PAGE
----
When troubles are caused to a boundary of a gas turbine electric generator, there is a danger that water as an operation medium for secondary circuits leaks to primary circuits, to stop a plant and the plant itself can not resume. Then in the present invention, helium gases are used as the operation medium not only for the primary circuits but also for the secondary circuits, to provide so-called a direct cycle gas turbine system. Further, the operation media of the primary and secondary circuits are recycled by a compressor driven by a primary circuit gas turbine, and the turbine/compressor is supported by helium gas bearings. Then, problems of leakage of oil and water from the bearings or the secondary circuits can be solved, further, the cooling device in the secondary circuit is constituted as a triple-walled tube structure by way of helium gas, to prevent direct leakage of coolants into the reactor core even if cracks are formed to pipes. (N.H.)

  18. Heat and electricity generating methods

    International Nuclear Information System (INIS)

    Buter, J.

    1977-01-01

    A short synopsis on the actual methods of heating of lodgings and of industrial heat generation is given. Electricity can be generated in steam cycles heated by burning of fossil fuels or by nuclear energy. A valuable contribution to the electricity economy is produced in the hydroelectric power plants. Besides these classical methods, also the different procedures of direct electricity generation are treated: thermoelectric, thermionic, magnetohydrodynamic power sources, solar and fuel cells. (orig.) [de

  19. Alternative solutions for electricity generation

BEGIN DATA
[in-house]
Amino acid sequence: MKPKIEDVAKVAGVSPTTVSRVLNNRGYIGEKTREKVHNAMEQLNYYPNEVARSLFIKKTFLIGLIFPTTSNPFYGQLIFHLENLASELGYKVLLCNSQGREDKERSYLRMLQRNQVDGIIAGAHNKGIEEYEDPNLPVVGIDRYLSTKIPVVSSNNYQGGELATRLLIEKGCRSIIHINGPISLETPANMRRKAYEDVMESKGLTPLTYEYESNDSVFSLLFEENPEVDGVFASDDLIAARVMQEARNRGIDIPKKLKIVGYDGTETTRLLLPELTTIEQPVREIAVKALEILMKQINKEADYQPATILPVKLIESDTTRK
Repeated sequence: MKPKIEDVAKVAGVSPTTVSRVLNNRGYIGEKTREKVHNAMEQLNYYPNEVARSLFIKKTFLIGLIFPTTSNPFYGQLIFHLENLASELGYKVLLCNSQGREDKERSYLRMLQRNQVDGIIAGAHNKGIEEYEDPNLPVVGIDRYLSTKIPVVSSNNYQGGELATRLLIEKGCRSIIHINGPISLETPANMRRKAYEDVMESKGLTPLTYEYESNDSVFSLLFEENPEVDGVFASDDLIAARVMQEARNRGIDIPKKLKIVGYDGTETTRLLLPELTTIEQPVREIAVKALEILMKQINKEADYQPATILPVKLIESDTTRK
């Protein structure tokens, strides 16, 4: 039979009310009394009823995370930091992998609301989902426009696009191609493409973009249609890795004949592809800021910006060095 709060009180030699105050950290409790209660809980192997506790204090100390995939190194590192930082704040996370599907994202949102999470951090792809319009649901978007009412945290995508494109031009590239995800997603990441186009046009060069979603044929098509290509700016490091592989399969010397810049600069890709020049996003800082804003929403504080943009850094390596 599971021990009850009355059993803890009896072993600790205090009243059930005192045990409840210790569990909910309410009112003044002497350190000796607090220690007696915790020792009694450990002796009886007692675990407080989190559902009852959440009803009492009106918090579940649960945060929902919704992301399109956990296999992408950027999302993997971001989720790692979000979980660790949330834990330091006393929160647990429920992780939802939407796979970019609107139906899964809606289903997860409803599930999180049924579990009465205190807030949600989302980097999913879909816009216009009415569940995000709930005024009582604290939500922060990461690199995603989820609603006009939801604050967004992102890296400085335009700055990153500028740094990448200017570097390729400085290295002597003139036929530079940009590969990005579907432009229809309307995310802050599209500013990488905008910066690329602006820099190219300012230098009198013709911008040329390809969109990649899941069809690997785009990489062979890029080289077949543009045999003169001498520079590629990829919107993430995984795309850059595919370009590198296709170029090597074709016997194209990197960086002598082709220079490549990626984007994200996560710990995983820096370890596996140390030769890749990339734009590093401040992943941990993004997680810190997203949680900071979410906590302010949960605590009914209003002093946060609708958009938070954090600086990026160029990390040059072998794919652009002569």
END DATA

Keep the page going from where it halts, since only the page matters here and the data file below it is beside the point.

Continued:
International Nuclear Information System (INIS)

    Kuenstle, K.

    1976-01-01

    Ten illustrations - mainly comparitive ones - dealing with the possibilities of an economical energy conversion, in particular electricity generation, in the FRG are explained and commented upon. (UA) [de

  20. Scenarios of Expansion to Electric Generation Capacity

    Directory of Open Access Journals (Sweden)

    José Somoza-Cabrera

    2017-06-01

    Full Text Available We show the building scenarios of expansion to electric generation capacity enough to supply the demand to 2050. We were using the LEAP facility (Long-range Energy Alternatives Planning System, to simulate dispatch of electricity at minimum cost. Finally, we show the cost-benefice analysis of the technologies availability, included externality and CO2 emission limited. However that we included the externals cost in this analysis, it results insufficient to closed gap between fossil and renewable technologies of electric generation. Nevertheless, in some opportunities the renewable options had very important participations in the minimal cost scenario of expansion.

  1. Hydroelectric Generating Facilities General Permit ...

    Science.gov (United States)

    2017-08-28

    The Notice of Availability of the Final NPDES General Permits (HYDROGP) for Discharges at Hydroelectric Generating Facilities in Massachusetts (MAG360000) and New Hampshire (NHG360000) and Tribal Lands in the State of Massachusetts was published in the Federal Register on December 7, 2009 (see 74 Fed. Reg. No. 233, pages 64074 - 64075).